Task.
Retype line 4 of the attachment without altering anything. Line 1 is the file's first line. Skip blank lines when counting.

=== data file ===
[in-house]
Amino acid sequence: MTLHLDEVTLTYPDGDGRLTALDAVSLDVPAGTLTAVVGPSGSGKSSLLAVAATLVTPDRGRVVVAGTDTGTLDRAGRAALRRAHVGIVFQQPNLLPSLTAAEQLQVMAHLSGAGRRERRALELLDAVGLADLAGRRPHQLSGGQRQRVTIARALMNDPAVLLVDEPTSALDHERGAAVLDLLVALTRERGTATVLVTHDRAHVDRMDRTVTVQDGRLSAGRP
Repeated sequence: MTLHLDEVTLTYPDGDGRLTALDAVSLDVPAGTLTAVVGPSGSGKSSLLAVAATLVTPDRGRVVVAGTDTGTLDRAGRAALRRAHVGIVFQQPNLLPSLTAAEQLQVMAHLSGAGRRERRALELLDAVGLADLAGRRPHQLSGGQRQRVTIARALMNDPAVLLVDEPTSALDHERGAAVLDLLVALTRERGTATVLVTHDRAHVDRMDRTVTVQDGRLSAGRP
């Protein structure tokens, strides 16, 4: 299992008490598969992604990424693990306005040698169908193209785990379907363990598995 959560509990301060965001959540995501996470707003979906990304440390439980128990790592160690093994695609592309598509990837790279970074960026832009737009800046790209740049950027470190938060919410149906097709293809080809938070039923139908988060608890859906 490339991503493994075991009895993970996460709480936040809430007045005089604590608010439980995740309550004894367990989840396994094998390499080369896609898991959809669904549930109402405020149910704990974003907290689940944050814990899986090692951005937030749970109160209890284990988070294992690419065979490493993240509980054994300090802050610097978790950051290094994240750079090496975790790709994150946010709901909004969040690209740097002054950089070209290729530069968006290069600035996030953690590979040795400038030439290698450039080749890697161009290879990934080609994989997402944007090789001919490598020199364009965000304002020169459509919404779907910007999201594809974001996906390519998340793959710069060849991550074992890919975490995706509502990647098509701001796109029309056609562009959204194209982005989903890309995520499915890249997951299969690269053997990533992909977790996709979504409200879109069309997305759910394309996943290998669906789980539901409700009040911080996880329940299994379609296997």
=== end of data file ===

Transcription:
């Protein structure tokens, strides 16, 4: 299992008490598969992604990424693990306005040698169908193209785990379907363990598995 959560509990301060965001959540995501996470707003979906990304440390439980128990790592160690093994695609592309598509990837790279970074960026832009737009800046790209740049950027470190938060919410149906097709293809080809938070039923139908988060608890859906 490339991503493994075991009895993970996460709480936040809430007045005089604590608010439980995740309550004894367990989840396994094998390499080369896609898991959809669904549930109402405020149910704990974003907290689940944050814990899986090692951005937030749970109160209890284990988070294992690419065979490493993240509980054994300090802050610097978790950051290094994240750079090496975790790709994150946010709901909004969040690209740097002054950089070209290729530069968006290069600035996030953690590979040795400038030439290698450039080749890697161009290879990934080609994989997402944007090789001919490598020199364009965000304002020169459509919404779907910007999201594809974001996906390519998340793959710069060849991550074992890919975490995706509502990647098509701001796109029309056609562009959204194209982005989903890309995520499915890249997951299969690269053997990533992909977790996709979504409200879109069309997305759910394309996943290998669906789980539901409700009040911080996880329940299994379609296997």